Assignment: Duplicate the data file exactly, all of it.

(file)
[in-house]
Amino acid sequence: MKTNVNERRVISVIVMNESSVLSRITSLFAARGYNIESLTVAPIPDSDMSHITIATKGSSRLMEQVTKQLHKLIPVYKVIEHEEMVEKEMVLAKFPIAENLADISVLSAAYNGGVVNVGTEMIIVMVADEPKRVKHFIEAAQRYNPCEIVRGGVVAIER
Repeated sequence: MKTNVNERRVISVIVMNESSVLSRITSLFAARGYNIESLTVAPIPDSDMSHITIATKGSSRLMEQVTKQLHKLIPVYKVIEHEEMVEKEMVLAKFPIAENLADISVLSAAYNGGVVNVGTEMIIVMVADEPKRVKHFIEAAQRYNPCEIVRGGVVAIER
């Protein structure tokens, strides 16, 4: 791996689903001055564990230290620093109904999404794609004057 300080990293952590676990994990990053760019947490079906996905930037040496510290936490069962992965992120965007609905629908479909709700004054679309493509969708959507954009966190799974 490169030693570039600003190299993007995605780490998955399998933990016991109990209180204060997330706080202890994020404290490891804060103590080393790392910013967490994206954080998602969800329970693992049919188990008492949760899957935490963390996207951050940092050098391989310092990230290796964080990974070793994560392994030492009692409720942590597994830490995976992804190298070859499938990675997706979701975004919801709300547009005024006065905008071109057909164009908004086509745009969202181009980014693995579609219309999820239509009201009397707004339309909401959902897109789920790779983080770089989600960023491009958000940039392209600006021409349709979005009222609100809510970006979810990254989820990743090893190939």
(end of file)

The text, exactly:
[in-house]
Amino acid sequence: MKTNVNERRVISVIVMNESSVLSRITSLFAARGYNIESLTVAPIPDSDMSHITIATKGSSRLMEQVTKQLHKLIPVYKVIEHEEMVEKEMVLAKFPIAENLADISVLSAAYNGGVVNVGTEMIIVMVADEPKRVKHFIEAAQRYNPCEIVRGGVVAIER
Repeated sequence: MKTNVNERRVISVIVMNESSVLSRITSLFAARGYNIESLTVAPIPDSDMSHITIATKGSSRLMEQVTKQLHKLIPVYKVIEHEEMVEKEMVLAKFPIAENLADISVLSAAYNGGVVNVGTEMIIVMVADEPKRVKHFIEAAQRYNPCEIVRGGVVAIER
């Protein structure tokens, strides 16, 4: 791996689903001055564990230290620093109904999404794609004057 300080990293952590676990994990990053760019947490079906996905930037040496510290936490069962992965992120965007609905629908479909709700004054679309493509969708959507954009966190799974 490169030693570039600003190299993007995605780490998955399998933990016991109990209180204060997330706080202890994020404290490891804060103590080393790392910013967490994206954080998602969800329970693992049919188990008492949760899957935490963390996207951050940092050098391989310092990230290796964080990974070793994560392994030492009692409720942590597994830490995976992804190298070859499938990675997706979701975004919801709300547009005024006065905008071109057909164009908004086509745009969202181009980014693995579609219309999820239509009201009397707004339309909401959902897109789920790779983080770089989600960023491009958000940039392209600006021409349709979005009222609100809510970006979810990254989820990743090893190939």